Does a newly diamond-studded alligator casing capture the idea of luxury? Cell phones are a mainstream item that everyone owns. Whether or not it is encased in diamonds or uses alligator skin, they all have the same functionality.
Dior will maintain exclusivity by selling the cell phones at a higher price than its competitors. The company expects the phones to sell best in brand hungry Russia and China. The starting price is $5,100, priced to rival Nokia’s Vertu phone.
Dior is expecting to sell between 30,000 to 60,000 units within the next year; however, competing designer luxury brands sold around 500,000 units. We found that many thought the Dior design resembles floor tiles.
There is a new market being created, one very similar to the high-end industry of sunglasses and handbags. Which ubiquitous item will be next in-line for a brand upgrade. HANNA
Posted in Accessories, Advertising, Brands, Camera Phones, cell phones, Computers, Creativity, Customers, Design, Diamonds, Fashion, Fashion Design, Handbags, Innovation, Innovative, Jewels, Luxury, mobile phones, Natalia, Natalia Allen, Technology, The Future of Fashion
Tagged Design, Design Futurist, Fashion, Innovation, Luxury, Natalia, Natalia Allen, Technology
Interview with Simon Collins, Chair of Parsons School of Fashion at The New School on: Carving a Path to Sustainability.
NATALIA: How did you first become interested in fashion?
SIMON: As a teenager it became obvious to me that girls liked boys who looked
cool. Hence fashion called to me
NATALIA: Give folks a bit of insight on what exactly your new role entails?
SIMON: I look after our BFA, MFA and AAS (Fashion) courses, for the first time
they all come together as the School of Fashion. I am charged with
creating links between Parsons and the fashion industry in new and
innovative ways. More than providing interns we will be looking for ways
to provide information and creative thinking – particularly in the
sustainable arena where industry is not yet at the forefront.
NATALIA: Is sustainability important to you. Why?
SIMON: Sustainability is important to me, just as it should be to everyone.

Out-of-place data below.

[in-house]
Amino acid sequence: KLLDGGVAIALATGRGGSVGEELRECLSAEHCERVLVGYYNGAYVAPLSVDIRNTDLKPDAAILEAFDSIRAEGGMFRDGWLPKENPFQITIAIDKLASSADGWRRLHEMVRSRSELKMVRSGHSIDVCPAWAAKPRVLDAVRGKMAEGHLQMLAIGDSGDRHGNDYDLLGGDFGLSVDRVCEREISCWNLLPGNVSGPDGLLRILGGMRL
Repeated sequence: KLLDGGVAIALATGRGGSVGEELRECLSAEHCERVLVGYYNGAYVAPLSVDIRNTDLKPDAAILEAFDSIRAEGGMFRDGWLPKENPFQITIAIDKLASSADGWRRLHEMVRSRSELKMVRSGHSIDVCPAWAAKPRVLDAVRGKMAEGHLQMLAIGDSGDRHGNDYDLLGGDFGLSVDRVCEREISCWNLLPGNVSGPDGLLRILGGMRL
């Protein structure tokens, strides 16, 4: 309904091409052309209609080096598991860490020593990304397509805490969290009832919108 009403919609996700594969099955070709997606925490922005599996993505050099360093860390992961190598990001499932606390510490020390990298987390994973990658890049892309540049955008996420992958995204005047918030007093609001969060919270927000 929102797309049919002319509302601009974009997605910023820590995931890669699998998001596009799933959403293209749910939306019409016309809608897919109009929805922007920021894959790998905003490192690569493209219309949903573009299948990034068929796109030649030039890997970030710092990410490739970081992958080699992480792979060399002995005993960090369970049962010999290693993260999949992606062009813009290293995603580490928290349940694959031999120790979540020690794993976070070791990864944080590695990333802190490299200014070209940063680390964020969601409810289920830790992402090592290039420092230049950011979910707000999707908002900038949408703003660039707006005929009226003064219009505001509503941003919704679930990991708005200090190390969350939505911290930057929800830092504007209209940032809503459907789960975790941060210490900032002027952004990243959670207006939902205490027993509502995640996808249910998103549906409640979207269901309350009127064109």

Frankly it’s hard to see how anyone can genuinely not think
sustainability is important. The earth’s resources aren’t ours to use up
and discard, we all have responsibilities.
NATALIA: How do you envision sustainability influencing fashion?
SIMON: It used to be that being ecologically conscious meant you had to rule
out many things. Now new options are opening up all the time and instead
we have a whole range of new materials and processes that didn’t exist
before. Fashion isn’t going to change any quicker than it ever has, but
it is going to adopt more and more sustainable aspects.
NATALIA: What challenges have you had with sustainable fashion?
SIMON: Mainly with business managers refusing to use anything sustainable if
it meant a single extra penny on the price of a product. I could name
NATALIA: What are some of the current sustainable projects you are working on?
SIMON: At Parsons we have our sustainable fingers in many different pies, too
numerous to mention here.
NATALIA: Why do you think sustainable fashion does not get as much attention
as hybrid cars or organic food?
SIMON: Because the ad budgets for those fashion companies using sustainable
products cannot compare to those of the food and auto industries. Until
one of the big fashion corporations decides to actually do the right
thing (rather than just garner PR by talking about it) we will be
reliant on small companies with small budgets.
NATALIA: Where do you see the sustainable fashion in 10 years?
SIMON: I don’t expect to see a revolution. But I do anticipate a slow and
inexorable movement towards sustainability without any design
compromise. Only when it looks the same and costs the same (as
unsustainable) will it truly take off.
Posted in Brands, Creativity, Design, Eco-Friendly, Fashion, Fashion Design, Green, Innovation, Luxury, Natalia, Natalia Allen, politics, Shopping, Simon Collins, Sustainability, Technology, The Future of Fashion, Transportation, Travel
Tagged Design, Design Futurist, Fashion, Innovation, Luxury, Natalia, Natalia Allen, Style, Sustainability, Technology